In a February 12 2017 statement, the information minister announced that the whistleblower policy unveiled at the end of December 2016 is already producing results (for further details please see "Federal Ministry of Finance introduces new whistleblowing initiative"). According to the minister, the government has recovered $151 million and N8 billion of stolen funds from three sources thanks to information provided by whistleblowers. This was in addition to the $9.2 million in cash reported to have been recovered from a property owned by the former group managing director of the Nigerian National Petroleum Corporation (NNPC), Nigeria's national oil corporation, a sum which was also recovered thanks to information provided by a whistleblower. However, the statement did not indicate whether any rewards have been paid, or have been agreed to be paid, to the whistleblowers under the policy.

The news that such a large amount of money was recovered from the former NNPC official must have been embarrassing for the government, as in July 2016 the same official was charged with money laundering, along with a number of other persons alleged to be associates of Nigeria's petroleum minister under the Goodluck Jonathan government. The charges against the official were later withdrawn and he was instead listed as a witness in the trial of the other defendants. The basis of the decision to withdraw those charges must now be examined; he clearly did not disclose that he had such a large amount of money (far in excess of what he could reasonably be expected to have had) in his custody or under his control. Further, the extent of any investigation into him and the surrounding circumstances is unclear.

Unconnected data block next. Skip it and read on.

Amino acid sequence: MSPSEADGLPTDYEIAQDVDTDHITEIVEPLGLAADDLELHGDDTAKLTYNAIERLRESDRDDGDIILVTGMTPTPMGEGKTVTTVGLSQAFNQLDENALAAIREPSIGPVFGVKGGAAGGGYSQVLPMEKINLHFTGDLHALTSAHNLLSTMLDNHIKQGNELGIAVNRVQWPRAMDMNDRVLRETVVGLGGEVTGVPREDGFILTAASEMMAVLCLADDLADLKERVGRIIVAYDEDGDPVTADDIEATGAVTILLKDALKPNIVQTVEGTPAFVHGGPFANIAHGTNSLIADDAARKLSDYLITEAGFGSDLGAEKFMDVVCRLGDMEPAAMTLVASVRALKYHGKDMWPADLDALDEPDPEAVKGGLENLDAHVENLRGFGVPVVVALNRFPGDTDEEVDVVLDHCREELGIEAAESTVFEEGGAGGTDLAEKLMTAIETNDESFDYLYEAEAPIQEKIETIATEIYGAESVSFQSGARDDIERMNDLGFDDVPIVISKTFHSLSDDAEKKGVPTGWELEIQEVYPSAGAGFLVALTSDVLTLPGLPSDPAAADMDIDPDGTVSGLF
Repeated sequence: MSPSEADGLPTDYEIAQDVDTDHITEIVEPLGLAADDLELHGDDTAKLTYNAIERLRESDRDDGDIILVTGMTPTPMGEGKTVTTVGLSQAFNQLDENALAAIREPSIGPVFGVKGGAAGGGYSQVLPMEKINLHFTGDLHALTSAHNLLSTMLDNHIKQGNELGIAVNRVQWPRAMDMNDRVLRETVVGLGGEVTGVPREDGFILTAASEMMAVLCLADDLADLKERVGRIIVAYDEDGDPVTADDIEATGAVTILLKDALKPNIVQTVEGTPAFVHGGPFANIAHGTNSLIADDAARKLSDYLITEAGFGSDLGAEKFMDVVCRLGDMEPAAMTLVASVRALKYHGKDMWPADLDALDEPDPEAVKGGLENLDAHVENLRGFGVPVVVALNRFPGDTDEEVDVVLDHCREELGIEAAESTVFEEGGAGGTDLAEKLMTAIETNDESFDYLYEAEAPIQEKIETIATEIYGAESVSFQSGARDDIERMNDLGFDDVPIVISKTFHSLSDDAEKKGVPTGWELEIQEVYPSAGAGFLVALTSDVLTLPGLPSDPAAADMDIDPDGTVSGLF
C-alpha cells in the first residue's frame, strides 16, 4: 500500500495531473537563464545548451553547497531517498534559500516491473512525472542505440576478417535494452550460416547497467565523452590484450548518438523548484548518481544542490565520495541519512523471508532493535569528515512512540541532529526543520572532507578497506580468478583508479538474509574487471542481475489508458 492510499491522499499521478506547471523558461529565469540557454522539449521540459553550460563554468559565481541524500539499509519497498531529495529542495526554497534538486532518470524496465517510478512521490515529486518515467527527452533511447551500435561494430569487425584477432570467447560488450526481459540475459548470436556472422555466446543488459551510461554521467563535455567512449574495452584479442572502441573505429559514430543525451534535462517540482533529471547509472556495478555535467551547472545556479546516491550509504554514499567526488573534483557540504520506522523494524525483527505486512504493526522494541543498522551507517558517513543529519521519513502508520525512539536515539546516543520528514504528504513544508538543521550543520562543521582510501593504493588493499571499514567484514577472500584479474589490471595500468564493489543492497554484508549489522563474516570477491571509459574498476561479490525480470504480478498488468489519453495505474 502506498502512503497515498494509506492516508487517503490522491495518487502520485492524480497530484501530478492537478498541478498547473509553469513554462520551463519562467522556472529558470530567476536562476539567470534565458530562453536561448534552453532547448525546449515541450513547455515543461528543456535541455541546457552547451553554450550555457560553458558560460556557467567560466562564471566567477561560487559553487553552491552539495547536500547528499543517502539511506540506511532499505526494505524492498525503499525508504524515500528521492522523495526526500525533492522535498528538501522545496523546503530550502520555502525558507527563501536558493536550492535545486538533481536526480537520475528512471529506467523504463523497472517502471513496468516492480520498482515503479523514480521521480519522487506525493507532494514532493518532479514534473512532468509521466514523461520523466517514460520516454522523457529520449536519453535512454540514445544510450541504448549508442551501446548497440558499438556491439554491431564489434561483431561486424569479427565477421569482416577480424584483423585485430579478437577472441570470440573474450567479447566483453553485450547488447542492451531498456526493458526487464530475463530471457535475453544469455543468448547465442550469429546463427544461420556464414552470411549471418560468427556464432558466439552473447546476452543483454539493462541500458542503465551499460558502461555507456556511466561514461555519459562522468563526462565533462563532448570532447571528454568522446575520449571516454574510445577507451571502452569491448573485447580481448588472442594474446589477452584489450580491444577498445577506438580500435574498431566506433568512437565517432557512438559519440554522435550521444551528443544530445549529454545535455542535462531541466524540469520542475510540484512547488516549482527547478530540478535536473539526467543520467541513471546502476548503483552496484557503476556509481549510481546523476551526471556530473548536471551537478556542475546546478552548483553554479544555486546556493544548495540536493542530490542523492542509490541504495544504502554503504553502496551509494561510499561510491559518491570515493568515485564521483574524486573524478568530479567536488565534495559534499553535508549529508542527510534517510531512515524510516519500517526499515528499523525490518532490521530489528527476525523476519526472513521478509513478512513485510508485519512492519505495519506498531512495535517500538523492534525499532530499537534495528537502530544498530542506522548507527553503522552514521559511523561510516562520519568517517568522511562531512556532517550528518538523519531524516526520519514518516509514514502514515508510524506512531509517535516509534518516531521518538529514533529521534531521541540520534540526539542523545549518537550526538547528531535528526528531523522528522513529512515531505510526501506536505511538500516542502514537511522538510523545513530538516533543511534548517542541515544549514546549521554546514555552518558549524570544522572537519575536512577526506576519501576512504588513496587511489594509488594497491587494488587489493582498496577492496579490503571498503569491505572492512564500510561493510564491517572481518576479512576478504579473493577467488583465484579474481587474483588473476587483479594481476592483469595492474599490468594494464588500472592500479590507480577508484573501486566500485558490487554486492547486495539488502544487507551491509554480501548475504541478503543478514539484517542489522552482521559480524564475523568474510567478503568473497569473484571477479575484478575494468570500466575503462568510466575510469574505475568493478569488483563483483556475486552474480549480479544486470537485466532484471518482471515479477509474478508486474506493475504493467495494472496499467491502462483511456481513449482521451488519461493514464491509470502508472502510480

The government obtained an ex parte order forfeiting the recovered cash pending further proceedings against the individual. However, almost immediately thereafter, an application was filed seeking the order's discharge. The proceedings are pending.

This type of embarrassment appears to be inevitable given the apparent absence of any guidance for prosecutors when reaching agreements with potential or actual defendants to refrain from prosecuting in exchange for testimony or plea bargains. At present, it appears that agreements and charging decisions are made without adequate investigation into the actual circumstances of the individual benefiting from the decisions taken and without stipulating:

  • that the beneficiaries of these agreements must make a full and truthful disclosure of all material facts; and
  • the consequences for failing to make such a disclosure.

For further information on this topic please contact Babajide Oladipo Ogundipe at Sofunde Osakwe Ogundipe & Belgore by telephone (+234 1 462 2502) or email ([email protected]). The Sofunde Osakwe Ogundipe & Belgore website can be accessed at